Using huge beams of local New Zealand timbers, he framed a structure within the “cave” and filled the entire area with tons of compacted sand, covering both the vertical and horizontal beams. He then laid large river stones from the local mountain stream on top of the sand. To create the roof of the cave, he mixed reinforced concrete. Which was poured over the sand and river stones, with the concrete roof being embedded in the existing bank of solid clay walls.

Once the concrete set up, the sand was dug out, leaving the vertical and horizontal beams and the exposed river stones locked into the concrete roof structure…

–Jessie and Craig Moon

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Layout of Pages on Last Home in Our Book, Small Homes

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Staircase between the two units, in the backyard. Photo by Lloyd Kahn

Just did layout of the last home in our next book, Small Homes: The Right Size. It’s a two-family home converted to a duplex in San Francisco. Downstairs is Jay Nelson, his wife Rachel Kaye, and their daughter Romy; upstairs is Dalia Burde — all three are artists (probably Romy too).

This is what’s called a tenants-in-common agreement, where two parties buy a home together. Listen up, people looking for homes in cities, here’s a way to cut costs in half, with the important prerequisite that you’re compatible (and remain so) with each other.

Want to get it done!

Next we’re working on the front matter and back matter, as well as the all-important, the big kahuna — the cover. We’re probably changing from a single home on the cover to a collage of 14 photos. I’m going to put up our cover choices here for general feedback pretty soon.

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Small Homes Book Sneak Preview #23

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Off-the-grid cabin in California woods

When my brother and I bought land in remote coastal Northern California in the ’70s, our parents, Bob and Jean Anderson, jumped at the opportunity to build a small home on our place.

Bob was a retired filmmaker, and Jean a travel agent, so they had seen a lot of the world from which to get ideas for building.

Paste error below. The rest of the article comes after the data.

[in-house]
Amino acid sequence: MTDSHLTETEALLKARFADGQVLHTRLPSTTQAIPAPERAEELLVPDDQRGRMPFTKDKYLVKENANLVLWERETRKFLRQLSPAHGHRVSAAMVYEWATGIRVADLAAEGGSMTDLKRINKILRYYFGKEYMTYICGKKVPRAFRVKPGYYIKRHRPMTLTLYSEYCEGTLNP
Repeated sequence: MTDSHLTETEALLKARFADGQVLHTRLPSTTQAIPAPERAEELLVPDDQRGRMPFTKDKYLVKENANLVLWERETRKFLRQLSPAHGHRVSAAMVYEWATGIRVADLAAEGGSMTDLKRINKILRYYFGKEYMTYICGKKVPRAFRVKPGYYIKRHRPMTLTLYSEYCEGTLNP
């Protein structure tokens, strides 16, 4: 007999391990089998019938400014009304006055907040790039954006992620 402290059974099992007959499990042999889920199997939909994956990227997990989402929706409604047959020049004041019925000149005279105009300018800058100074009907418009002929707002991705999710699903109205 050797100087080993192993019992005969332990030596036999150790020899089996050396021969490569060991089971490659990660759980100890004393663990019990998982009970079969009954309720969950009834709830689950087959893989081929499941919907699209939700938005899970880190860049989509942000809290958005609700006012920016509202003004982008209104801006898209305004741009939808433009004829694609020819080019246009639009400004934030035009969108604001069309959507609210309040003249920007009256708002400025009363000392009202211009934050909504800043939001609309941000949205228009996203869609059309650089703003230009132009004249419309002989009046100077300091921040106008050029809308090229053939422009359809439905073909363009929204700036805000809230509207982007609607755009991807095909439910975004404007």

“I saw it more as set design than architecture,” Bob said about the 665 square foot house…

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Small Homes Book Sneak Preview #21

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Sophie and Marc’s home will be in our next book, Small Homes. Here is a letter from them, with a link to a film of their family and home:

Dear Lloyd,

Marc and I were on tv radio-canada last night.
Our family philosophy, construction and lifestyle close to nature — 10 min.

Have fun watching.

Love to you,
The quebec family
–Sophie Belisle and Marc Boutin

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Small Homes Book Sneak Preview #19 – Damian Helliwell's Straw Bale Home in Scotland

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Interiors of Damian Helliwell’s straw bale home on a small island off the west coast of Scotland. Construction is timber frame, and the straw bale walls are protected on the exterior with shiplap cedar siding. Heat and hot water are provided by a homemade rocket box stove. It took Damian four years to complete the house.

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Small Homes Book Sneak Preview #18 – Small Home in Lithuania, Builder Inspired by Shelter

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I started as a carpenter when I was 16 in Montana. I was working as a dishwasher when a builder, who was a regular at the counter, liked the way I worked and offered me a job. During the next two years, we built houses, and I was exposed to the first printing of Shelter. This was in 1973.

Shelter had a significant influence on me and opened my eyes and mind to many paths, which I explored…

In the summer of 1994, when I was sent to Lithuania to show a Lithuanian building contractor how to assemble an American technology house — the first in the then recent break-away from the Soviet Union. It took me about two weeks to decide I wanted to live there, and over the following years, I saved money in preparation for my move to Lithuania.

In 2003 I loaded everything into a container and moved to a piece of land I had purchased in northern Lithuania…

–Dan Combellick


Read More …

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Small Homes Book Sneak Preview #17 – Timber Home Along Canada's Sunshine Coast

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This home was built by Marlin Hanson with Douglas fir logs from adjacent land that were milled onsite. Marlin is a marine construction carpenter and he utilized the strong construction methods used in building piers for framing this home.